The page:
I had asked this question on SaxOnTheWeb a while ago, but I'm still battling with this problem, and it makes certain pieces (like The Beatles' "Come Together") virtually unplayable.
- In case size matters, this is a tenor.
- I started having this problem after a few years of playing saxophone. It had not been an issue beforehand (except, perhaps, during my first 1-2 lessons on a different horn, but back then it was low G and G# splitting/going up).
- This happens on all of my mouthpieces.
- This happens on all my reeds (even more often and pronounced on synthetic).
- Most of the time, slurs from C and C# are involved (both middle and high) or tonguing a few G's/G#'s in succession.
- It doesn't appear to be an issue with the horn itself, as the problem didn't go away after (properly conducted) maintenance.
- I haven't had any major dental or medical work done on the oral cavity, and there haven't been any structural changes from other sources either. The only change I can think of was growing a beard, but it's not like it grows on my lips or inside my mouth.
The only reason I can think of for the problem is a change in embouchure, but I have not been able to qualify it, as it's rather sporadic. Pulling my cheeks in a bit (restricting the width of the airstream inside my mouth) while opening up the throat seems to help most of the time, so does "thinking" of the note before playing it, but I still don't understand why I have to be doing that when everything used to be fine with those 2 notes before.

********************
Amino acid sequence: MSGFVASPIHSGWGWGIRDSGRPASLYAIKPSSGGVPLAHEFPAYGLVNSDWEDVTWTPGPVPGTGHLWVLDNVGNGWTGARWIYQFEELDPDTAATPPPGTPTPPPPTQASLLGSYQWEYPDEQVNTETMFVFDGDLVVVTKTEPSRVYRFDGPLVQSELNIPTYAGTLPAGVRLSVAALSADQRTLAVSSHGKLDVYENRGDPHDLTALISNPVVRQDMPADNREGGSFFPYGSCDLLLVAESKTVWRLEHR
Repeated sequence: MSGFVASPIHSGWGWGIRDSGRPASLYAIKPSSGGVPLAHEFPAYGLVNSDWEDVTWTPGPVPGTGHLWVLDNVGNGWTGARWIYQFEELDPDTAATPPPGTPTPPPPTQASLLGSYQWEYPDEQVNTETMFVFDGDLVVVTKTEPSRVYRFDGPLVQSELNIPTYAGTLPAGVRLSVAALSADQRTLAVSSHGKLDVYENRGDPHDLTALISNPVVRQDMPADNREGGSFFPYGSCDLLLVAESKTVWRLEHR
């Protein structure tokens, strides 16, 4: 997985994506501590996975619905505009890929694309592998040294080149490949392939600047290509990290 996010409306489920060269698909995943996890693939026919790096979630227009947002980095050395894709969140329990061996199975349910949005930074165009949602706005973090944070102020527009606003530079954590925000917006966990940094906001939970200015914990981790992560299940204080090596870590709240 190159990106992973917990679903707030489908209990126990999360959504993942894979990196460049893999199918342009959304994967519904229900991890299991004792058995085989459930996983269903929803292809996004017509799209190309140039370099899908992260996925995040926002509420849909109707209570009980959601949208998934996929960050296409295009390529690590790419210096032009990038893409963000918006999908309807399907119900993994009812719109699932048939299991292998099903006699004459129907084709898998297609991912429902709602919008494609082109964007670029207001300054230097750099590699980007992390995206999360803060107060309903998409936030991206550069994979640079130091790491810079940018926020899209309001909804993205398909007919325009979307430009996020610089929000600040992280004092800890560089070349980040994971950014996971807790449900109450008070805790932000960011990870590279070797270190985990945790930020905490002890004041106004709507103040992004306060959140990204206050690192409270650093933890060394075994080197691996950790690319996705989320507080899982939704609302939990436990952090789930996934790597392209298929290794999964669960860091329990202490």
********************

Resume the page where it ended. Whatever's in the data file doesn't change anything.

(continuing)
Having played the instrument without the octave key could be related.
What is going on? Are there any exercises I could do to make sure it never happens? I've been doing everything I can daily, including but not limited to:
- Playing large jumps (2 or more octaves) slurred.
- Playing harmonics on the low-end notes and "matching" proper fingerings with them.
- Playing with and without the octave key.
I'm at my wits' end at this point.